Bobby Storey funeral: ‘Different rules for different people’ - angry reaction from people who buried loved ones during lockdown

Ordinary members of the public whose loved ones died during lockdown have expressed anger that Sinn Fein members will not be prosecuted over the Bobby Storey funeral.

Wednesday, 31st March 2021, 9:36 pm
Updated Wednesday, 31st March 2021, 11:26 pm

Their comments come after Tuesday’s announcement by the Public Prosecution Service that action would not be taken against 24 Sinn Fein members who were among an estimated 2,000 people who gathered for the funeral of the former IRA leader last June.

Harry Murdock lost his brother – who was living in a nursing home on the Ravenhill Road in Belfast – during the lockdown.

“We were told we had to keep your distance, we were told we had to wear masks,” he told ‘Good Morning Ulster’. “We weren’t allowed to carry a coffin.”

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Gerry McKeever from Londonderry was unable to say a proper farewell to his father, who died during lockdown.
Gerry McKeever from Londonderry was unable to say a proper farewell to his father, who died during lockdown.

By contrast he noted that eight people carried Mr Storey’s coffin to the republican plot. “We weren’t allowed to do that. And hundreds of people lined the route. No social distancing. The whole thing was totally a charade from start to finish.”

He added: “The rules are different for different people. I don’t understand why they say there is nothing to answer. How can that be?”

The chief constable and PSNI “are afraid to offend Sinn Fein – because Sinn Fein can do what they want” he said.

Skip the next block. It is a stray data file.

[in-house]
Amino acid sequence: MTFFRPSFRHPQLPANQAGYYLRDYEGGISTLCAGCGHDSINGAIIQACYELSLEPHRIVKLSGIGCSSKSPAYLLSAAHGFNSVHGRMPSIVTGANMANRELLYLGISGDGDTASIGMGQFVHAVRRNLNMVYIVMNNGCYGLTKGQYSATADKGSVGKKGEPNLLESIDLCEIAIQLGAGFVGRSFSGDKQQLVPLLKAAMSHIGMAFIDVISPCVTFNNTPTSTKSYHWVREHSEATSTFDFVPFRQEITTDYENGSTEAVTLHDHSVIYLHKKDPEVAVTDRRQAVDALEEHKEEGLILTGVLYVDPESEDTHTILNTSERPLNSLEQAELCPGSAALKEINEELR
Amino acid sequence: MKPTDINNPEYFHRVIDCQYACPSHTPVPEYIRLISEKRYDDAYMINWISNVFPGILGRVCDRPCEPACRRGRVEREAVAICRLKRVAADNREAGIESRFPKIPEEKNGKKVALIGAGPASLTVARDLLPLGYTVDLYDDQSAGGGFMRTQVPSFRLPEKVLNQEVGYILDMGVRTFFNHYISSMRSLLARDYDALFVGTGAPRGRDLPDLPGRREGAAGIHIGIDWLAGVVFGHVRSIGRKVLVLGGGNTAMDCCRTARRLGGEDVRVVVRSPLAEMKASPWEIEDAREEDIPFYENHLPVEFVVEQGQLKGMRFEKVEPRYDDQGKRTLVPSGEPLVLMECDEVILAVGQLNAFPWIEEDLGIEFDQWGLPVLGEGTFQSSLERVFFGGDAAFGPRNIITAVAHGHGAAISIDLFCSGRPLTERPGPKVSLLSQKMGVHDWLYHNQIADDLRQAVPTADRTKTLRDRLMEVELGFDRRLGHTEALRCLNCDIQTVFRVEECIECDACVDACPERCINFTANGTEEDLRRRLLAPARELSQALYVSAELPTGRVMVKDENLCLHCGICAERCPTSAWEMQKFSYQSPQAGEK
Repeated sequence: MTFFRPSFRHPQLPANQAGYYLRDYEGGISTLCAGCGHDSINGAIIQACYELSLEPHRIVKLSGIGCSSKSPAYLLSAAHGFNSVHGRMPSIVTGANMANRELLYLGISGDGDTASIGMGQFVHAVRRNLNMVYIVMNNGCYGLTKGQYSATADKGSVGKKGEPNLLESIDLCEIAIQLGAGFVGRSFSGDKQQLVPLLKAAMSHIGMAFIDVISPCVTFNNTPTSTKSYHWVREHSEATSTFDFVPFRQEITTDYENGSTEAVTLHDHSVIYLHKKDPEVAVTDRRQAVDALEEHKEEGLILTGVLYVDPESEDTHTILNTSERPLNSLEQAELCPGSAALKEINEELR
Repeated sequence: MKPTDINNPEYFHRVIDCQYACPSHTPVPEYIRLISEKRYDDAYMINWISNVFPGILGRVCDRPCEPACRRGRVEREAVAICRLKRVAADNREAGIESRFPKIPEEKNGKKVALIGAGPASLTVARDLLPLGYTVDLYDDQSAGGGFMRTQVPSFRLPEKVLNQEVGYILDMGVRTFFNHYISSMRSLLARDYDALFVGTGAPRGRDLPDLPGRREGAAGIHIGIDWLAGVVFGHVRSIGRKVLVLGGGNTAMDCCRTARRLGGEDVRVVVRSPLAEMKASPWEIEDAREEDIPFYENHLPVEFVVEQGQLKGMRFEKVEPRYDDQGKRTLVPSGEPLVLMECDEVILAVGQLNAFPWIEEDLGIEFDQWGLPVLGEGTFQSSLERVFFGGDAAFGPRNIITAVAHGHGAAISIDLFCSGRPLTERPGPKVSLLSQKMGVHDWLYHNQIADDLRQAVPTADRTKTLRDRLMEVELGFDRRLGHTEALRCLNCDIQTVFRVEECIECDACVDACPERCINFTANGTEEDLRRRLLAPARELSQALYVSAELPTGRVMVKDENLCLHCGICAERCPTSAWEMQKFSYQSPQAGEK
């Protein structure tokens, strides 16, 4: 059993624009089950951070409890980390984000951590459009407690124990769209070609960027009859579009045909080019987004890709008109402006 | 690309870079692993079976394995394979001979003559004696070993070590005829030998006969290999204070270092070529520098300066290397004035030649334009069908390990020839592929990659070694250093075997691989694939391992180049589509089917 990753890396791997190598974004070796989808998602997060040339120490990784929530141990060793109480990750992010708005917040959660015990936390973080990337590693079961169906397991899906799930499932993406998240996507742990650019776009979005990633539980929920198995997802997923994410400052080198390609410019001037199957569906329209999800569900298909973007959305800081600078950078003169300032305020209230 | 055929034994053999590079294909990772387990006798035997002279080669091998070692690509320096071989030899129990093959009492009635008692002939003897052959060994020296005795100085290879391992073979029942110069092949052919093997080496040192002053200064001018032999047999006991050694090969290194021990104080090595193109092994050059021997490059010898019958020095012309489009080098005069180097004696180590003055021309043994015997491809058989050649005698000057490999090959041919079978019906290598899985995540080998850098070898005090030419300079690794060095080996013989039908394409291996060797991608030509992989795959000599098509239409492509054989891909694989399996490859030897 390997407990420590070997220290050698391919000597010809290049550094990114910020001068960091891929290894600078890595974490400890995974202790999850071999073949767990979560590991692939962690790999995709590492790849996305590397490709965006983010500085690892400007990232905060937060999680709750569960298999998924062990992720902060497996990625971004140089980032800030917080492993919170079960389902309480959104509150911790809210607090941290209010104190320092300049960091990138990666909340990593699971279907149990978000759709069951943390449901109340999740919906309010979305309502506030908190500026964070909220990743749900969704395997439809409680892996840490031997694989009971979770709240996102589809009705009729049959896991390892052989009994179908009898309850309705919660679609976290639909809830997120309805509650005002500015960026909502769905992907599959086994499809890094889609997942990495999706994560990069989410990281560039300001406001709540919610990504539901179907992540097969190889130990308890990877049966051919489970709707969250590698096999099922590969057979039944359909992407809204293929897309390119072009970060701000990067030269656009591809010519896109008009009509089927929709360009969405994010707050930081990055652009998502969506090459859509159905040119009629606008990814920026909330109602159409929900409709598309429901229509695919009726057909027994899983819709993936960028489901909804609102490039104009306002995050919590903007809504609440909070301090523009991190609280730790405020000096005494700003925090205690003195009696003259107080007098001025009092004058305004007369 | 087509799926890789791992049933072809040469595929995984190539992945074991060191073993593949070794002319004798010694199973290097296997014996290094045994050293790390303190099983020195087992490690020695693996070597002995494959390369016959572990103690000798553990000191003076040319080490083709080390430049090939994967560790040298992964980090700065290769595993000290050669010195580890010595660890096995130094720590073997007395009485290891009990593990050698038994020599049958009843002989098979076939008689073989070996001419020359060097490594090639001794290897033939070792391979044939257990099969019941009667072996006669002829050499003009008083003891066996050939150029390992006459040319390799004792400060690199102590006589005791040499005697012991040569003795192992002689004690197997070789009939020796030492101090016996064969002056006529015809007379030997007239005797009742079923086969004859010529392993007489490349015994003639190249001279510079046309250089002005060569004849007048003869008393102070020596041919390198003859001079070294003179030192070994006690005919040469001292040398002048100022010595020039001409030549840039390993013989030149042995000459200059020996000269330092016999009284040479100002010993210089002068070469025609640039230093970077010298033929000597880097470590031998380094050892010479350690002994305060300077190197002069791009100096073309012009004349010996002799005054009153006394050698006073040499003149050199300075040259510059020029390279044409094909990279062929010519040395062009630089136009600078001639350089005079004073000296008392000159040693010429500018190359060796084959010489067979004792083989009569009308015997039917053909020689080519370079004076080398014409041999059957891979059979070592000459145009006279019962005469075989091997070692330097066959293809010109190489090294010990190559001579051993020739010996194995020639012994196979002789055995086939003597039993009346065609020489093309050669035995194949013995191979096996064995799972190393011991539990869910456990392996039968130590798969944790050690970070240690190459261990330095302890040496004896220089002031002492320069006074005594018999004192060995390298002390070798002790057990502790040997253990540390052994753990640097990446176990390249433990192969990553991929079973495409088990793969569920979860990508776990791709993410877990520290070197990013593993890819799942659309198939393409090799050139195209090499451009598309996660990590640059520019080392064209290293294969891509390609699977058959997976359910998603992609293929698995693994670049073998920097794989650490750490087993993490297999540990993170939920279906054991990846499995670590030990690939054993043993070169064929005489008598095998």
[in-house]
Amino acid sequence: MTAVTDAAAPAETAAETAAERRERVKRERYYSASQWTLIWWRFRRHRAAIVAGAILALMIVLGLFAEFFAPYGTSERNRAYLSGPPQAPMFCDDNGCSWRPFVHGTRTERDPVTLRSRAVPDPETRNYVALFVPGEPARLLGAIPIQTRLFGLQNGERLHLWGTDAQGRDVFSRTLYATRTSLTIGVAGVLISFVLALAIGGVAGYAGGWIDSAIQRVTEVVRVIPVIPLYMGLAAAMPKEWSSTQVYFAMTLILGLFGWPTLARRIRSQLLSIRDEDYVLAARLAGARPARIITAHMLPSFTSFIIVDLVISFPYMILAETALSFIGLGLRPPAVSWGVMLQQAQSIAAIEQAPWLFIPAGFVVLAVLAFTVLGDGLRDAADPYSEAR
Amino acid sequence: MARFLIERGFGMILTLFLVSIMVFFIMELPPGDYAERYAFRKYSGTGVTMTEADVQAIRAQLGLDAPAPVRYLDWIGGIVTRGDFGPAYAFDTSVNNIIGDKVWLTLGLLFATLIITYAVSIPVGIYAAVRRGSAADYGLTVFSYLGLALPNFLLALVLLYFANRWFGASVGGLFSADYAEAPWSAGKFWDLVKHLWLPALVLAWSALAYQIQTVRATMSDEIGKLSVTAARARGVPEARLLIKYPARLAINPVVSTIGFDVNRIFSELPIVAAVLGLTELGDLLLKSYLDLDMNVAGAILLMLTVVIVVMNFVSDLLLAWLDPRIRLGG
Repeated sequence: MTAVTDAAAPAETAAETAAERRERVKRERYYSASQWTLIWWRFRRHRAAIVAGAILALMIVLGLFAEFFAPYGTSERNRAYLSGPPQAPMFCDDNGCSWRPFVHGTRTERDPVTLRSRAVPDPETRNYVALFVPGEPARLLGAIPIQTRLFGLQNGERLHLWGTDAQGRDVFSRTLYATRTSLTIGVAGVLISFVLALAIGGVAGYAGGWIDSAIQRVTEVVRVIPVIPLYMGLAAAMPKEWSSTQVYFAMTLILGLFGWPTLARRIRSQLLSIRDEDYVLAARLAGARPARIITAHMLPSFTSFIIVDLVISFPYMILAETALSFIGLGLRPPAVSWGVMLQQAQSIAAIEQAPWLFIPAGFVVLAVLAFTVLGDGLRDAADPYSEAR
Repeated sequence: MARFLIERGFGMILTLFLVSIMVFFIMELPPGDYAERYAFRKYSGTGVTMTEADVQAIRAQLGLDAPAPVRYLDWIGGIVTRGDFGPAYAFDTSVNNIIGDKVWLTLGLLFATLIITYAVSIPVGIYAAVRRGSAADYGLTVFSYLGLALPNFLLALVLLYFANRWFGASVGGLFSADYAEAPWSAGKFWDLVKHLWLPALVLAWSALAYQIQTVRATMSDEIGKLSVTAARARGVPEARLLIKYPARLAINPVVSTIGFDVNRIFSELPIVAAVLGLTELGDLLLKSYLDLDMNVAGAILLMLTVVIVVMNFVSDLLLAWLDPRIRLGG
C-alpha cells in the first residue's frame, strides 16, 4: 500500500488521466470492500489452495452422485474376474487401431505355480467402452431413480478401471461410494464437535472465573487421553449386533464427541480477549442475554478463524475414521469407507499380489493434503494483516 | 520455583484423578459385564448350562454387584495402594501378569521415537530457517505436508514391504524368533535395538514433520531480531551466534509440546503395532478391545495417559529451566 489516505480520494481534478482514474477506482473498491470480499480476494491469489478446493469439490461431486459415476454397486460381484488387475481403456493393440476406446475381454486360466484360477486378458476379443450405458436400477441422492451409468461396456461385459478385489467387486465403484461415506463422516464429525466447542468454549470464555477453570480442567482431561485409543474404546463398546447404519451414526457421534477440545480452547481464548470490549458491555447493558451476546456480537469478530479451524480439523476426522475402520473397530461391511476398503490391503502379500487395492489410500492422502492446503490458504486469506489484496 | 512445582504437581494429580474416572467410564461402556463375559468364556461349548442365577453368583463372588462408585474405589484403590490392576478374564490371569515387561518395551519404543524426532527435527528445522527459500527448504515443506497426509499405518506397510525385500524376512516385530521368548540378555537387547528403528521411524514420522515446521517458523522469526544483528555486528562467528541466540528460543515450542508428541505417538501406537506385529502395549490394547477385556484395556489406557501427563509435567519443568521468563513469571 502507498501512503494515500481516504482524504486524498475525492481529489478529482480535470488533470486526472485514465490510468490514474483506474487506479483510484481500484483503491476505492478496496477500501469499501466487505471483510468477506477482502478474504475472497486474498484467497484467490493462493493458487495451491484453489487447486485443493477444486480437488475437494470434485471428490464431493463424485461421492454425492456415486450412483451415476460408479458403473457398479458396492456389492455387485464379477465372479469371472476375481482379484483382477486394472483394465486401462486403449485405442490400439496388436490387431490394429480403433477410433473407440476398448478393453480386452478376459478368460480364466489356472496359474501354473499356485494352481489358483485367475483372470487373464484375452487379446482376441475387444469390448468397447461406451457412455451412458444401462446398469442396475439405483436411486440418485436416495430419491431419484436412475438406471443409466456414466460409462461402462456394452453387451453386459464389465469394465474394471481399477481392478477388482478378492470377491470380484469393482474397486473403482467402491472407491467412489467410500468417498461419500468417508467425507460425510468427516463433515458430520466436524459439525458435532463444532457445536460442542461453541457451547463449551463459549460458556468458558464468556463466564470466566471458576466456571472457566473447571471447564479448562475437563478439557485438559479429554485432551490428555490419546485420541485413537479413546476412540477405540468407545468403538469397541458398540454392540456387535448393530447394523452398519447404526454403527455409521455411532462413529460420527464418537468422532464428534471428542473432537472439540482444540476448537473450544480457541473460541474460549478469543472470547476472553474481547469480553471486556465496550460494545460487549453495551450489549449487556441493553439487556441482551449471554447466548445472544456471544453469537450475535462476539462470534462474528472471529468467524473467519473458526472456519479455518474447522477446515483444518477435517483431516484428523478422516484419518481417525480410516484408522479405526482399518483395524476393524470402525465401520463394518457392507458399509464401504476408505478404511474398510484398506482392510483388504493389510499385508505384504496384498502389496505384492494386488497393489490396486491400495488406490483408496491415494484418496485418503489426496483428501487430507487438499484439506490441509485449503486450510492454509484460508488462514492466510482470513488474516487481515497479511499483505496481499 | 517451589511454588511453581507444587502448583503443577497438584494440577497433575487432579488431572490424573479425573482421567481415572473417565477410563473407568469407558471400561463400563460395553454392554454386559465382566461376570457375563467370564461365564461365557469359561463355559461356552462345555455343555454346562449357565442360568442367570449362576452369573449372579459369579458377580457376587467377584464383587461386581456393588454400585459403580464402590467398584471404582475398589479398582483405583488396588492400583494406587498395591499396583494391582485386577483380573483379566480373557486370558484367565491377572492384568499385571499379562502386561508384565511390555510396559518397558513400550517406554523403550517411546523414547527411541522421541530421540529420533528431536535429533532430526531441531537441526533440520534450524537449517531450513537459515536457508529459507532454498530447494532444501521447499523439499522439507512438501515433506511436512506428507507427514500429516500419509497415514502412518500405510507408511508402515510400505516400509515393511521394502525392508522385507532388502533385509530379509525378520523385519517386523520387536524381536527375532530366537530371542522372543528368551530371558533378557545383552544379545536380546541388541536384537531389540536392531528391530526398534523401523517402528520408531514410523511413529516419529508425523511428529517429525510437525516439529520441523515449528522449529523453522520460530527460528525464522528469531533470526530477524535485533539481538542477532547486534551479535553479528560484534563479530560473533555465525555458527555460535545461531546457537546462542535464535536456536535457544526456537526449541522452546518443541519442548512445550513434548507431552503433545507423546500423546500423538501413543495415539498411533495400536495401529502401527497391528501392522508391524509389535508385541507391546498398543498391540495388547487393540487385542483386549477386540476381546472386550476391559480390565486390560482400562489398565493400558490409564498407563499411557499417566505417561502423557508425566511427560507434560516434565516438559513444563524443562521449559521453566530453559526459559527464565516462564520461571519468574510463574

‘Good Morning Ulster’ also told the story of ‘Raymond’ whose father died in April last year in Enniskillen. Only his father’s five brothers and sister attended the funeral service – he and his siblings were not allowed to attend.

The funeral of senior republican Bobby Storey which took place today at St. Agnes' Church, Belfast in June last year.

“It certainly has been one of the most challenging times in my life,” he said.

The decision not to prosecute has brought much anger, he said.

“I get that sense there is a lot of anger. People feel let down. People feel they have let their loved ones down because of what they witnessed in June when they saw people gathering without any sense of restrictions or social distancing whatsoever. In some cases people have felt retraumatised by it all.”

Later on Radio Ulsters ‘Talkback’ ‘Billy’ said he was “just flabbergasted” by the events.

The fact that the PSNI had agreed to have Sinn Fein stewards marshall the huge event shocked him. “Who is running this country?” he asked.

He said the director of public prosecutions, chief constable and assistant chief constable who oversaw the funeral plans should all resign.

“It is totally ridiculous.”

Sinn Fein president Mary Lou McDonald should also go, he added. He did not accept that she had made a valid apology.

“I have been involved in three funerals with friends and we knew we couldn’t go [to any of them].”

He had to watch them online. “We knew what the rules were,” he added.

Gerry McKeever from Londonderry rejected Sinn Fein’s excuses. He tweeted: “Only folk who have had to bury a family member and abided with all restrictions – even though how hard it was – can really understand how frustrated and angry people are.

“I couldn’t say goodbye to my late dad – and a small funeral – not fair.”

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